The Student Recreation Center provides programs and services for enhancing the health and well-being of students, faculty, and staff. The Fitness Wellness Program offers wellness workshops, personal training, and a myriad of non-credit classes from step aerobics to martial arts. Intramural Recreational Sports sponsors healthy competition in individual and team sport activities. The Student Recreation Center contains many areas for self-directed activity: a three-court hardwood floor gym, jogging track, aerobics/dance studio, auxiliary court gym with multipurpose floor, and a weight room and fitness area filled with state-of-the-art exercise equipment.
The Student Recreation Center is located on Franklin Street next to Centennial Hall.
For additional information, visit recreation.truman.edu.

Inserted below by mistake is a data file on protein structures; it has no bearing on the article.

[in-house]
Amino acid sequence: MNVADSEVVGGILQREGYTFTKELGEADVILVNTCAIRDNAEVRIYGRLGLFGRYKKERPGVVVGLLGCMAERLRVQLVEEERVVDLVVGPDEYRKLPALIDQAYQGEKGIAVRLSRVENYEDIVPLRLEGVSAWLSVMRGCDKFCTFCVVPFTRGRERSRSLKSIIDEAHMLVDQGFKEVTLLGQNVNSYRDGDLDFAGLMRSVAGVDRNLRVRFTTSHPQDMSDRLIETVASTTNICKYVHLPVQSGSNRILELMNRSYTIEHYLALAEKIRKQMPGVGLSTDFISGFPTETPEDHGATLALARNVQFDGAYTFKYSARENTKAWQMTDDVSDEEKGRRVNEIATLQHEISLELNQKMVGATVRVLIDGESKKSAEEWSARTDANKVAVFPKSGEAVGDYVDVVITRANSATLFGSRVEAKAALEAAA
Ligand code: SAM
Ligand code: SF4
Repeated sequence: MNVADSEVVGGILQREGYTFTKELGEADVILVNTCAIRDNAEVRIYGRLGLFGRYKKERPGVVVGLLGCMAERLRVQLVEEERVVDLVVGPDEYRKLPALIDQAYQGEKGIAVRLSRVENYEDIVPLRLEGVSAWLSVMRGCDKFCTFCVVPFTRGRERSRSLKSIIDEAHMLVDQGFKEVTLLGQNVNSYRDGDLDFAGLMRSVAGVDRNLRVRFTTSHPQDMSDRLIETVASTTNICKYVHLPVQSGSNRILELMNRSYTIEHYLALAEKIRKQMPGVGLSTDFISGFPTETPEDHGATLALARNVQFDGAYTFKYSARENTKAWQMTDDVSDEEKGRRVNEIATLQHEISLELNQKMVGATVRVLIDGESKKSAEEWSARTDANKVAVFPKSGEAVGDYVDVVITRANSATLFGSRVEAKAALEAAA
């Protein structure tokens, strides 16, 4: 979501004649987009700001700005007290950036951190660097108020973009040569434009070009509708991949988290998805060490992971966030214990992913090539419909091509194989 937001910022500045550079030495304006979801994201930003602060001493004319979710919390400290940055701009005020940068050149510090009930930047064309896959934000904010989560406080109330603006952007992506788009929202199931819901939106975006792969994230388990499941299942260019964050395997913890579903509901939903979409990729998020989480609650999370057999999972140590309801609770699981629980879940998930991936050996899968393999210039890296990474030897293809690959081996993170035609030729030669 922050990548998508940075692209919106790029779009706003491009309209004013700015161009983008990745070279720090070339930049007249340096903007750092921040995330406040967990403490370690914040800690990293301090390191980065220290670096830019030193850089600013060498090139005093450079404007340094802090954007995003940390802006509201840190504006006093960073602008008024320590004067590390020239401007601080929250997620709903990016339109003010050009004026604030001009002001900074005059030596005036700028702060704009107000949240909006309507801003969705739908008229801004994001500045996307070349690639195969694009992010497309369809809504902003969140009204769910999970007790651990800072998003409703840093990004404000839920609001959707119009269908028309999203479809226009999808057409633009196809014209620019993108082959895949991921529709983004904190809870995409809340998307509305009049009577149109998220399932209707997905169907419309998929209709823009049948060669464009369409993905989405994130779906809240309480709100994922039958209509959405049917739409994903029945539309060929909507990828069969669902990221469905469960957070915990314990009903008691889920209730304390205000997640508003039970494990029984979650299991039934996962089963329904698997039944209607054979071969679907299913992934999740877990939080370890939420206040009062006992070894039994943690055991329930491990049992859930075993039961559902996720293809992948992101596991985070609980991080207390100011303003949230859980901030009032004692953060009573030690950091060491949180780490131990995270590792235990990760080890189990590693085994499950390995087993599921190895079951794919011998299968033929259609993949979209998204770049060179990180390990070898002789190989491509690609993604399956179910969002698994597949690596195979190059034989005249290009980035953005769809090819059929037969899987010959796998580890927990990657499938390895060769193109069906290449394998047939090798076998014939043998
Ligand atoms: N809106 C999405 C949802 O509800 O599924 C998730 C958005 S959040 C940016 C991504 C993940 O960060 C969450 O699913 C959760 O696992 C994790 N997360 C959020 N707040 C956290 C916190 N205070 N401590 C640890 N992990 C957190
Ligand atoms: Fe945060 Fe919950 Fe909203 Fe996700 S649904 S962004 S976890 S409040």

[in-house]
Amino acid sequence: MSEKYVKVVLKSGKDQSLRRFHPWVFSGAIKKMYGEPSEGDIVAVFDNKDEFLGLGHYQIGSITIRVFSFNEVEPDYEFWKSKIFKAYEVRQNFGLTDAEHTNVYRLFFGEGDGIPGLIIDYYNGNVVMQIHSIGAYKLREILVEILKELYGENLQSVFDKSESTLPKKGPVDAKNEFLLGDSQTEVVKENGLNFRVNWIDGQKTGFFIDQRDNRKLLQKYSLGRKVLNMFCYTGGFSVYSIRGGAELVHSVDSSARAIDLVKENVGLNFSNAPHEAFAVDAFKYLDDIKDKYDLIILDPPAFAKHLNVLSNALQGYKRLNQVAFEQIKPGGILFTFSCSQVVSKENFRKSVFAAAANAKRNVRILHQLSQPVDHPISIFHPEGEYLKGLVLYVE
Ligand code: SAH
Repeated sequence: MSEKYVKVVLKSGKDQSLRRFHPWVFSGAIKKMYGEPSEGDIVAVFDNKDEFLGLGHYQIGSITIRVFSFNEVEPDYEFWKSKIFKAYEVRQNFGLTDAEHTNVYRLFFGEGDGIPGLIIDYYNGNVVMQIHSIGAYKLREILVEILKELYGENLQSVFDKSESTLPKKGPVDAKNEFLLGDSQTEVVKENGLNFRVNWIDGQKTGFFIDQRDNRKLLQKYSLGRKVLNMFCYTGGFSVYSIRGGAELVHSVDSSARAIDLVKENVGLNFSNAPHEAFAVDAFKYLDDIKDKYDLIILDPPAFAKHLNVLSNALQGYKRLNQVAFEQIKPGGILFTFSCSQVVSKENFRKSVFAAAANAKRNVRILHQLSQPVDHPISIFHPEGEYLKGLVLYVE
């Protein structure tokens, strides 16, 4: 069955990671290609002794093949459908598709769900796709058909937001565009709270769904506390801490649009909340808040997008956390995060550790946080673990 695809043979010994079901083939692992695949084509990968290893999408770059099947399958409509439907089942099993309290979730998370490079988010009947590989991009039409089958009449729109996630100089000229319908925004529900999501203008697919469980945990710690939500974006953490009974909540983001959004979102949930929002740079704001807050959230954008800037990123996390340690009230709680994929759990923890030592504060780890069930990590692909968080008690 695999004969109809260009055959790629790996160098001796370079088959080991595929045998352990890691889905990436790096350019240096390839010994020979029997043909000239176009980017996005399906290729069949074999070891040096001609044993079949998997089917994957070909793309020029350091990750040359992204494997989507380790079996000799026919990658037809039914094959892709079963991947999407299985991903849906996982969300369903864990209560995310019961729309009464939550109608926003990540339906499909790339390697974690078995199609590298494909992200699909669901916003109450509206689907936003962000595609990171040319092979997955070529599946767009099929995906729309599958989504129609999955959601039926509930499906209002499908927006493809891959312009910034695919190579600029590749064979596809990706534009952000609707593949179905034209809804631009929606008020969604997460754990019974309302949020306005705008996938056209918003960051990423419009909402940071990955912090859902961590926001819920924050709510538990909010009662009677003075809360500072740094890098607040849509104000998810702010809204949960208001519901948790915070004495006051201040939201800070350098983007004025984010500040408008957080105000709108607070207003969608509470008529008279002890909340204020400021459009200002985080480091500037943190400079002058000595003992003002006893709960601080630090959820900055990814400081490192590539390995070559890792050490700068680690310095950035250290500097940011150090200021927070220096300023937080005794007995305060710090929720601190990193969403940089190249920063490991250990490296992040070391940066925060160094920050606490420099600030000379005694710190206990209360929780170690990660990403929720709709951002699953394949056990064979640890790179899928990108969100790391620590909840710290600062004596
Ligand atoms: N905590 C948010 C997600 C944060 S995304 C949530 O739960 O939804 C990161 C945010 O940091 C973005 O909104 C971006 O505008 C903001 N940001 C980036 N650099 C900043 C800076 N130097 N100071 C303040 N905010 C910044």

Greek letter societies were founded on the ideals of leadership, scholarship, community service, and friendship. Truman’s organizations continue to uphold these ideals.
Greek Life strives to provide guidance and support for students’ out- of classroom involvement. This staff works in partnership with 30 Greek organizations to develop programs and policies that encourage a sense of belonging, promote self-governance, challenge students to gain new skills and knowledge, and enable students to participate in positive individual and societal change. The Office of Greek Life is located in the Brewer Annex, and additional information can be found at greeklife.truman.edu/.
There are various opportunities available for you to work not only on-campus, but specifically in the residence halls or campus apartments. Each hall has scholarship, work-study, and institutional paid employment opportunities available. Possible options for work include, but are not limited to: Residence Hall Desk Attendant; Night Monitor; Hall Staff Assistant; or apartments; and Receptionist/Clerical work or special projects in the Residence Life Office or New Student Programs offices.